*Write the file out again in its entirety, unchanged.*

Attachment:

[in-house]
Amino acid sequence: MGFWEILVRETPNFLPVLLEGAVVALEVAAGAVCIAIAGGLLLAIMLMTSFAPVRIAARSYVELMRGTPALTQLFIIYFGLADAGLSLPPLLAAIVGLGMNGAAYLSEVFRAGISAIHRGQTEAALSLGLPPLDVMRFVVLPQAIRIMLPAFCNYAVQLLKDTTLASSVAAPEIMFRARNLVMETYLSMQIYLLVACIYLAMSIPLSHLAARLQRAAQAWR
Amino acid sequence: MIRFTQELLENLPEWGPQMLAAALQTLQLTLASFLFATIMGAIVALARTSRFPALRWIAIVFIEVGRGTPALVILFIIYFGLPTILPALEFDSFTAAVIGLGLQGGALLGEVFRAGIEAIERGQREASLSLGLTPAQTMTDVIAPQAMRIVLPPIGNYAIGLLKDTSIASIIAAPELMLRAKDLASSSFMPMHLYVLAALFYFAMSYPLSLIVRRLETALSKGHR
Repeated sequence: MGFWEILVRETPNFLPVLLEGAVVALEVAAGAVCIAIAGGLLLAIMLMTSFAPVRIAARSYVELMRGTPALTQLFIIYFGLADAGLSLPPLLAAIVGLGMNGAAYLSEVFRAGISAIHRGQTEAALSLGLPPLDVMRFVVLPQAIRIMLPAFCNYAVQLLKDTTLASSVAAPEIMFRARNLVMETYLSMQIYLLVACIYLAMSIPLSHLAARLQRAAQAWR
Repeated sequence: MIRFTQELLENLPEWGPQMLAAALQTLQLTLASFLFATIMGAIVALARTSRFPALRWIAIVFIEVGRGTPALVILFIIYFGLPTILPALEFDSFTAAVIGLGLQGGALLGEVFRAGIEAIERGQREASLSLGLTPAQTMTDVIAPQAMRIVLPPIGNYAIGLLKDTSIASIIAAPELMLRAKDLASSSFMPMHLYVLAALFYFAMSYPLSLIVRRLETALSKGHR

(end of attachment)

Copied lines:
[in-house]
Amino acid sequence: MGFWEILVRETPNFLPVLLEGAVVALEVAAGAVCIAIAGGLLLAIMLMTSFAPVRIAARSYVELMRGTPALTQLFIIYFGLADAGLSLPPLLAAIVGLGMNGAAYLSEVFRAGISAIHRGQTEAALSLGLPPLDVMRFVVLPQAIRIMLPAFCNYAVQLLKDTTLASSVAAPEIMFRARNLVMETYLSMQIYLLVACIYLAMSIPLSHLAARLQRAAQAWR
Amino acid sequence: MIRFTQELLENLPEWGPQMLAAALQTLQLTLASFLFATIMGAIVALARTSRFPALRWIAIVFIEVGRGTPALVILFIIYFGLPTILPALEFDSFTAAVIGLGLQGGALLGEVFRAGIEAIERGQREASLSLGLTPAQTMTDVIAPQAMRIVLPPIGNYAIGLLKDTSIASIIAAPELMLRAKDLASSSFMPMHLYVLAALFYFAMSYPLSLIVRRLETALSKGHR
Repeated sequence: MGFWEILVRETPNFLPVLLEGAVVALEVAAGAVCIAIAGGLLLAIMLMTSFAPVRIAARSYVELMRGTPALTQLFIIYFGLADAGLSLPPLLAAIVGLGMNGAAYLSEVFRAGISAIHRGQTEAALSLGLPPLDVMRFVVLPQAIRIMLPAFCNYAVQLLKDTTLASSVAAPEIMFRARNLVMETYLSMQIYLLVACIYLAMSIPLSHLAARLQRAAQAWR
Repeated sequence: MIRFTQELLENLPEWGPQMLAAALQTLQLTLASFLFATIMGAIVALARTSRFPALRWIAIVFIEVGRGTPALVILFIIYFGLPTILPALEFDSFTAAVIGLGLQGGALLGEVFRAGIEAIERGQREASLSLGLTPAQTMTDVIAPQAMRIVLPPIGNYAIGLLKDTSIASIIAAPELMLRAKDLASSSFMPMHLYVLAALFYFAMSYPLSLIVRRLETALSKGHR